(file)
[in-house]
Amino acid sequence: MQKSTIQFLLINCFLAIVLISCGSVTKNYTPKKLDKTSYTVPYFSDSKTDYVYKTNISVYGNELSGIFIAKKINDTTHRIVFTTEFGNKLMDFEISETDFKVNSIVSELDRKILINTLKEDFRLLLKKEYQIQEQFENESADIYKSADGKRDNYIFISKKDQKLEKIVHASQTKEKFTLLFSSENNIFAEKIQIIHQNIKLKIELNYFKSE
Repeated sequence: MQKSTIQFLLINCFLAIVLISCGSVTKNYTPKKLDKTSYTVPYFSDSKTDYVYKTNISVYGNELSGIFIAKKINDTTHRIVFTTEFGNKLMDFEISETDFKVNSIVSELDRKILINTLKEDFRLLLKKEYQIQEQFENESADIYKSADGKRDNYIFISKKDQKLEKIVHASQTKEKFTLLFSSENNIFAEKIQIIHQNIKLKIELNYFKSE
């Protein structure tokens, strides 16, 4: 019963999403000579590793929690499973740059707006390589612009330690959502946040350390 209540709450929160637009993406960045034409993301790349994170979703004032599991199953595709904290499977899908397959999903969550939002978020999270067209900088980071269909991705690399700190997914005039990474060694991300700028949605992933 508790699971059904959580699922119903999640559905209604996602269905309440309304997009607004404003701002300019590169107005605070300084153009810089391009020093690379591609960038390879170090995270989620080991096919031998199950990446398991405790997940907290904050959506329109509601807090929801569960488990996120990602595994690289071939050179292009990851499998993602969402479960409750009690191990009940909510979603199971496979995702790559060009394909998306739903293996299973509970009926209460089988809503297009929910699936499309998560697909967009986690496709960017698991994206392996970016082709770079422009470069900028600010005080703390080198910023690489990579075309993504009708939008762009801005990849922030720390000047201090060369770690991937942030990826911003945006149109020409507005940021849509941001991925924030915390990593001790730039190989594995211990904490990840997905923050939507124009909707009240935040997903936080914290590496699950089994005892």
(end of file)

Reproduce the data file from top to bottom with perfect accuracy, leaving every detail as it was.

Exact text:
[in-house]
Amino acid sequence: MQKSTIQFLLINCFLAIVLISCGSVTKNYTPKKLDKTSYTVPYFSDSKTDYVYKTNISVYGNELSGIFIAKKINDTTHRIVFTTEFGNKLMDFEISETDFKVNSIVSELDRKILINTLKEDFRLLLKKEYQIQEQFENESADIYKSADGKRDNYIFISKKDQKLEKIVHASQTKEKFTLLFSSENNIFAEKIQIIHQNIKLKIELNYFKSE
Repeated sequence: MQKSTIQFLLINCFLAIVLISCGSVTKNYTPKKLDKTSYTVPYFSDSKTDYVYKTNISVYGNELSGIFIAKKINDTTHRIVFTTEFGNKLMDFEISETDFKVNSIVSELDRKILINTLKEDFRLLLKKEYQIQEQFENESADIYKSADGKRDNYIFISKKDQKLEKIVHASQTKEKFTLLFSSENNIFAEKIQIIHQNIKLKIELNYFKSE
């Protein structure tokens, strides 16, 4: 019963999403000579590793929690499973740059707006390589612009330690959502946040350390 209540709450929160637009993406960045034409993301790349994170979703004032599991199953595709904290499977899908397959999903969550939002978020999270067209900088980071269909991705690399700190997914005039990474060694991300700028949605992933 508790699971059904959580699922119903999640559905209604996602269905309440309304997009607004404003701002300019590169107005605070300084153009810089391009020093690379591609960038390879170090995270989620080991096919031998199950990446398991405790997940907290904050959506329109509601807090929801569960488990996120990602595994690289071939050179292009990851499998993602969402479960409750009690191990009940909510979603199971496979995702790559060009394909998306739903293996299973509970009926209460089988809503297009929910699936499309998560697909967009986690496709960017698991994206392996970016082709770079422009470069900028600010005080703390080198910023690489990579075309993504009708939008762009801005990849922030720390000047201090060369770690991937942030990826911003945006149109020409507005940021849509941001991925924030915390990593001790730039190989594995211990904490990840997905923050939507124009909707009240935040997903936080914290590496699950089994005892």